- Nokiate, 1a avenida sur #7, . Antigua's only real sushi bar where you can watch the sushi chef prepare the fresh rolls, sashimi and sushi, also has a great selection of Latin-Japanese cooking. The ambiance is very warm and inviting. Great bar scene also.
- La Peña de Sol Latino is a bar and restaurant featuring live music by Guatemalan and Central American bands (featuring Paco). The music, the "feel", and the food make this a really special place. Make sure to try their brownies; they are absolutely amazing. Their grouper macadamia dish is also highly recommended, and their other desserts are fantastic. They use only purified water and disinfect all produce, so go ahead and enjoy one of their creative salads. Open for lunch and dinner and located at 5 Calle Poniente (just along from El Sitio and opposite La Bodegona supermarket).
- Restaurante Doña Luisa Xicotencatl, 4a Calle Ote 12, has the feel of a well-run corporate restaurant set in a gorgeous leafy courtyard of a historic building. Menu includes well-executed breakfast, hamburgers, and Guatemalan interpretations of Tex-Mex food. They use purified water on their vegetables and for drinking and ice, which means their menu is in-bounds for tender First World stomachs. There is a bakery in the building, which means that when you get close you can follow the delicious smells the rest of the way in. Highly recommended, especially for the cookies and daily selection of delightful breakfast breads.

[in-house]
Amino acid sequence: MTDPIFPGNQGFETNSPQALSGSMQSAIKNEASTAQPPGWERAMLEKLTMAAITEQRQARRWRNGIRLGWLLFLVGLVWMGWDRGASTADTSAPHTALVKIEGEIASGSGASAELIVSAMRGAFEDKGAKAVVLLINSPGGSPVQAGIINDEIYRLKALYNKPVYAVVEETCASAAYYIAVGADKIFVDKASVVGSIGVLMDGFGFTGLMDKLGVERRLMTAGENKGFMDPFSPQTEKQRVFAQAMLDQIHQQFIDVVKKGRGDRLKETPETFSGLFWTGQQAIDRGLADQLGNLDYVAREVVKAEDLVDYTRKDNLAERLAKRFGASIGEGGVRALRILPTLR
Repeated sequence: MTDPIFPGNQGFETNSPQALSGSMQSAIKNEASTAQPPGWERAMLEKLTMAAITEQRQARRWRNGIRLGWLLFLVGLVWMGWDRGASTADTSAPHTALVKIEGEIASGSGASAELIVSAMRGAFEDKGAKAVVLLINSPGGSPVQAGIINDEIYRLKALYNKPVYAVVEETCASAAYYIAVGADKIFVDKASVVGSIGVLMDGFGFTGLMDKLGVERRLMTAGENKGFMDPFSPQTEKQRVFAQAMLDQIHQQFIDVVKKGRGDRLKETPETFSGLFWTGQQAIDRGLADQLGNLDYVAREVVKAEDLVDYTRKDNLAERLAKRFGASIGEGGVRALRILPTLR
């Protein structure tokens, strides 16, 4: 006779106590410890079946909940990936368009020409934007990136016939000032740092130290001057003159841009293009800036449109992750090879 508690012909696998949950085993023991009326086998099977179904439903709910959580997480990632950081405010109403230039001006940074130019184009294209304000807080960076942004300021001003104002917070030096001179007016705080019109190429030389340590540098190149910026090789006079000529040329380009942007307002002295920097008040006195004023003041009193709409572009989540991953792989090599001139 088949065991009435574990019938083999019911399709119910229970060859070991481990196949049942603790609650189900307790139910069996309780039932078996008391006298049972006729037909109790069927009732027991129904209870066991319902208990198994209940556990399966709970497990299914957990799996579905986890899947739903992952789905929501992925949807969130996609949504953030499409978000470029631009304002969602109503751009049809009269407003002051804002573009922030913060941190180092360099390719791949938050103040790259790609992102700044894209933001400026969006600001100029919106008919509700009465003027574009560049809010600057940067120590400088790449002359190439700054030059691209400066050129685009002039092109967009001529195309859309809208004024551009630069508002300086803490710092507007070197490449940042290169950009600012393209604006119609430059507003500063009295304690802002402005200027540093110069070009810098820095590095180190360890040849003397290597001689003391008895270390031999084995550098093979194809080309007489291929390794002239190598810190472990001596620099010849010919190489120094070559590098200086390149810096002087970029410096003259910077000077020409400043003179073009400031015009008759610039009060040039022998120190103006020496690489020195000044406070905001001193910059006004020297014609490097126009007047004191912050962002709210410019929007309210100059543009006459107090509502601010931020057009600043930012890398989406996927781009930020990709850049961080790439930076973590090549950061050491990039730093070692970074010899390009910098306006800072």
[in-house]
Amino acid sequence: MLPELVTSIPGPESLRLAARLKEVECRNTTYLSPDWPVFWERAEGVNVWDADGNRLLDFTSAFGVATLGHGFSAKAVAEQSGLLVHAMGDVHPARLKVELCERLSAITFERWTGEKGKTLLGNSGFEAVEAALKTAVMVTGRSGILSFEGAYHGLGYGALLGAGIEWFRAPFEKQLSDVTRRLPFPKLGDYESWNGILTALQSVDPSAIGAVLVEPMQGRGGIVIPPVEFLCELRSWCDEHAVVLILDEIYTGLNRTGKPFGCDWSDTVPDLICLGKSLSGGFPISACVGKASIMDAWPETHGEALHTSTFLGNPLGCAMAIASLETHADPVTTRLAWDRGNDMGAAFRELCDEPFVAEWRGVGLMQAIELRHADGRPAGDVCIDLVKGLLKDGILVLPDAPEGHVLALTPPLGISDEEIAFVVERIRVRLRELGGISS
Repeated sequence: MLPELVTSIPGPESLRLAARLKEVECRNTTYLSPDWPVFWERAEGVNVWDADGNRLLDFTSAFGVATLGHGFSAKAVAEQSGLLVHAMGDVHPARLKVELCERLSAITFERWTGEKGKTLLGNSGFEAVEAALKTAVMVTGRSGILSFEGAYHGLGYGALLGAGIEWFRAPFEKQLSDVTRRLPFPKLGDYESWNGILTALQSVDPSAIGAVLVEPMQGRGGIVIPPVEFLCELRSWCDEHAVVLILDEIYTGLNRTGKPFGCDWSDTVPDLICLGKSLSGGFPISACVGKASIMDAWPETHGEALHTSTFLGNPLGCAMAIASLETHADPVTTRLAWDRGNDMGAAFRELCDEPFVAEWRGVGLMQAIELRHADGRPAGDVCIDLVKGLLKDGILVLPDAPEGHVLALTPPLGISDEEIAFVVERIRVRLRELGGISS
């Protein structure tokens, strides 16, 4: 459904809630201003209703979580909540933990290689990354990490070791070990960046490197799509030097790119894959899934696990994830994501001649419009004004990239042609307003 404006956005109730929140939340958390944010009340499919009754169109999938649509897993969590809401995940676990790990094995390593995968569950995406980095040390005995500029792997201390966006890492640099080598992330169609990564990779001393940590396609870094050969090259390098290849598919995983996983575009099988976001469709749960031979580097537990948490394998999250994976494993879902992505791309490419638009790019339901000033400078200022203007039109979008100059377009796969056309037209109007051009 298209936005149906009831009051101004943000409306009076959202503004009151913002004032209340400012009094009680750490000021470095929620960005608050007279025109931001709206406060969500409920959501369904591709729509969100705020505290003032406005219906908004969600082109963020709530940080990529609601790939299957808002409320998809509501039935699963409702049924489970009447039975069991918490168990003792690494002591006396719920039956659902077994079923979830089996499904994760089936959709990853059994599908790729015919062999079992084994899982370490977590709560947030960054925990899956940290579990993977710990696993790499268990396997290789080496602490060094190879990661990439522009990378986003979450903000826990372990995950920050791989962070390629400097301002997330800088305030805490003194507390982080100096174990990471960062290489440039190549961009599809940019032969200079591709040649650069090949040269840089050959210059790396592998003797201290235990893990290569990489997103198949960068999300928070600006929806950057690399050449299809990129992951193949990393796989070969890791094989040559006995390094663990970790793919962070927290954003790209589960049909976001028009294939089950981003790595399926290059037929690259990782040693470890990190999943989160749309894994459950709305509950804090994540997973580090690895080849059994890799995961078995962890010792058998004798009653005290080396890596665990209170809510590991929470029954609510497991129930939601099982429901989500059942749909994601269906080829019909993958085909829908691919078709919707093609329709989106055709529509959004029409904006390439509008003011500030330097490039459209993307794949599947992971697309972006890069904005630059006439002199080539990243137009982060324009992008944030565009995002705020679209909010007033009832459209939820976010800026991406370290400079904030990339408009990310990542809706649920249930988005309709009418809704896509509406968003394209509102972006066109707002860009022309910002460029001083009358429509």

- Sabor Cubano 4a Calle Oriente 3A, a half-block east of the north side of the Parque Central. This restaurant has a slightly up-market feel. It has live Cuban music on Thursday through Saturday evenings and Sunday afternoons.
- Travel Menu6a Calle Pte #14, one block south and partial block west of the southwest corner of Parque Central, on the north side of the street. Promises "small place, big portions", and delivers. It seats perhaps 20 people at about eight tables, in small, dim room painted to look like a underground European keller, lit only by candles on stands overflowing with waterfalls of wax drippings. They offer dinner entrees for low prices, with vegetarian options for everything. The portions are indeed generous. Beer and wine are also available, but not desserts. Topping it all off is the friendly proprietor, Jesper Nilsen of Denmark. Attracts a traveller crowd.
- Kloster 3a Calle Oriente No. 28. Right next to Casa Santo Domingo, good fondue, the beef is tasty, the shrimp, shrimpy. Bread is local, savory, and fresh. Ok Wine selection, though I was there later in the day and just had some Gallo beer. The desert fondue is a good touch, the chocolate is great quality. Service was excellent including descriptions of the meals (in Spanish). The seating in the back is visible only if the garage door is open so get a table back there for a pleasant night.